We have row-covered the sweet potatoes…this has been a challenging year for them:  too cool at night and too cool during this last month.  They are southern grown and require a long, hot season.  We have been fortunate the past couple of years by raising them under black plastic, but each year is different.  We’ll leave them in the ground as long as possible, but frost can change that.  With Sweet Potatoes the frost is carried from the leaves into the tubers–we’ve read you have two days to get them out of the ground after a frost.  We will see!

Our season goal is 16 weeks of produce– this will take us into the third week in October. Depending on the weather, we may move the pick up location into town.  Stay tuned to http://www.lloydcraftfarms.com for posts of venue changes.  The CSA could end sooner if we run out of stuff (unlikely) or the weather gets so miserable that we can’t dig and distribute (more likely). October produce may not be as clean if we can not hose them down–we work outdoors–but they will still be sorted and bagged for quality and convenience.  Hang in there!

That’s all for now, folks!   The Farmer’s Wife

No Saturday Market at The Farm

So sorry, but can’t muster the energy to hustle up a Saturday Market.  Last week I was laid up with a bum knee and back pain.  Today we were consumed making deliveries and filling orders and rolling out the row cover for the first frost of the season which will happen within the next ten days.  (The row cover will also help the plants to handle the stress of the expected temperature changes–higher in the day and cooler and cooler each night.)

Stay tuned for more information on the CSA and tomato sales! BTW–cantaloupe done for the season…we picked the last of the watermelons and they are in the cooler for sales for the next couple of weeks.

The Farmer’s Wife

Update on The Farm

The monthly Update on The Farm has been posted for September — http://www.lloydcraftfarms.com , Update on The Farm page. I try to post these every 30 days to keep you in tune with what is going on at The Farm.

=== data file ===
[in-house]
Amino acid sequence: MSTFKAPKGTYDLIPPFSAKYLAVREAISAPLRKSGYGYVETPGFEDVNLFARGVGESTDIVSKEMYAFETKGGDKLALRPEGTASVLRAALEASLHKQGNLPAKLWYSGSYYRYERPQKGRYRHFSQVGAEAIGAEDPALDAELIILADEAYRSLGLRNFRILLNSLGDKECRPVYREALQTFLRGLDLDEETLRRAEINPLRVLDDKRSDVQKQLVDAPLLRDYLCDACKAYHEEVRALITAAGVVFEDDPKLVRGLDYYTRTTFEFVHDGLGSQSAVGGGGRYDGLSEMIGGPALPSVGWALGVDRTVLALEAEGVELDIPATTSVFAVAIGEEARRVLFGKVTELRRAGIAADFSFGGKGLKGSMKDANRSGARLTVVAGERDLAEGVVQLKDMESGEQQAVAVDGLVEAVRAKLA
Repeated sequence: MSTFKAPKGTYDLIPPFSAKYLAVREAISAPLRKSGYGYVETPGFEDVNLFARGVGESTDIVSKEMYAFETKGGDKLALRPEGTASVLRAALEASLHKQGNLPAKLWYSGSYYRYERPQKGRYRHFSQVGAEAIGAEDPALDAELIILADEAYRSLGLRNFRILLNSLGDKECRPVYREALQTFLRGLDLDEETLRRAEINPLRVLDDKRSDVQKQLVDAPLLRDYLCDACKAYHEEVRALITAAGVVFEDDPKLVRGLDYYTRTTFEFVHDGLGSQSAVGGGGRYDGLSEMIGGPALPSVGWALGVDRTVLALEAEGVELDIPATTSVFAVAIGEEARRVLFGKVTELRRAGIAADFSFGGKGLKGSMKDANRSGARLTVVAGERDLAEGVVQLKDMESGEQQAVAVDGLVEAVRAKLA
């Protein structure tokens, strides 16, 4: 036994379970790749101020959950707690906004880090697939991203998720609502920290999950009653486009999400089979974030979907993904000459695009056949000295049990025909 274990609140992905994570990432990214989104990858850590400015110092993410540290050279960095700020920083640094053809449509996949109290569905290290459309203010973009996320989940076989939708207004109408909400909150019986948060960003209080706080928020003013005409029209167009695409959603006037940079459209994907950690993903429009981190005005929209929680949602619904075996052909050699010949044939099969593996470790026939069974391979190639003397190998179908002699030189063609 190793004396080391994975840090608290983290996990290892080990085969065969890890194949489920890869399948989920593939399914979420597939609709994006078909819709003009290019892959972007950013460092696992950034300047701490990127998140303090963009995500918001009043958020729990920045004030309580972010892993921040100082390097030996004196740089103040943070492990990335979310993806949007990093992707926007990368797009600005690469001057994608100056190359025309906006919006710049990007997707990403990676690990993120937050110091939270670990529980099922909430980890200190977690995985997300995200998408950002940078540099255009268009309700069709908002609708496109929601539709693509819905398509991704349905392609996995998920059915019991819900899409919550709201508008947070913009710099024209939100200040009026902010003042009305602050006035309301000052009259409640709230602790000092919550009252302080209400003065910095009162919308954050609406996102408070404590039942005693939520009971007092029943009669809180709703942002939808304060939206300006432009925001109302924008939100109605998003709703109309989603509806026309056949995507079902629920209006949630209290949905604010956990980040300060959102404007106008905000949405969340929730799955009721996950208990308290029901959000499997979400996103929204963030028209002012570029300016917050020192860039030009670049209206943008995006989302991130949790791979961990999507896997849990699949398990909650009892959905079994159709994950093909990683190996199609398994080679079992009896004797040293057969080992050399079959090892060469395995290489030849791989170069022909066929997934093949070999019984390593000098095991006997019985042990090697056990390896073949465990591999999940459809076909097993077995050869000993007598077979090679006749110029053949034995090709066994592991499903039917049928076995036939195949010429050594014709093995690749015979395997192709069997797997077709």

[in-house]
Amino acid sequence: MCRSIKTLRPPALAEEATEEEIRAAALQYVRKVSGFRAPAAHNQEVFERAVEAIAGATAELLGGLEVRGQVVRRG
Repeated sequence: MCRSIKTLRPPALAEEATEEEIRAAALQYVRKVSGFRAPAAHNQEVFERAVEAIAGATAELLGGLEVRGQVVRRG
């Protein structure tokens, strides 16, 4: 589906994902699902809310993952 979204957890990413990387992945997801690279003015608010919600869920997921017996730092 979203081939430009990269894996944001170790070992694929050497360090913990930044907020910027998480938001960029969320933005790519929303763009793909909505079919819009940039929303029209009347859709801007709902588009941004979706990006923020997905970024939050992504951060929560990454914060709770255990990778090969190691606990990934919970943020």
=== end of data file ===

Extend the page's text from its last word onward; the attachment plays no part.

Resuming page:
The Farmer’s Wife

Week 11- Leap Frog’s are IN!

Today are the morning deliveries, and Pick Up at The Farm: 4:30 to 6:00. Leap Frog Shares are included this week.

**Make arrangements to have your share picked up–we won’t have time to set it up in the cooler for later pick up.  Our day starts at 7:00 a.m. and doesn’t end until 12 hours later.**

What to expect?  Our traditional Mulligan Stew kit for the delivery groups, and Eggplant and Carrots and Potatoes for the Pick Up’s today.  Other items are another variety of winter squash (Carnival and Acorn, or Delicata and Sweet Dumpling), tomatoes (Celebrity, Tiren paste, or Artisan Cherry tomatoes), Tom Cat peppers (green to true red bell, blocky and thick-meated), and Kale for all.

EXTRA’s table–peppers! Eggplant, celery, broccoli, tomatoes, cabbage, and fingerling potatoes…a few hot peppers, too!

Lettuce Option–heads of Romaine and Red Leaf.

Fruit Share–Riverton Raspberries, and All Organic bananas, Honey Crisp apples, and pomegranate.  Organic Red Grapes for first 9 people!

For Sale at Pick Up–Sold out of the cooler–look for the sandwich board sign for location.
Watermelons and Cantaloupe…the weather is changing and these will come to an end…$3 to $6.

Kali Pears…these are perfect for eating like an apple right now! $16 a box (I paid twice that)–only 2 boxes left.  I’ll sell them split up if 32# is too much to handle–$10 for half.

Raspberries…$30 a flat (12- 1/2 pts).  Great fresh or frozen.  I like mine on ice cream with chocolate syrup!

Canning tomatoes…$1 a pound.  Ready to go right now! Also paste–

See you!  The Farmer’s Wife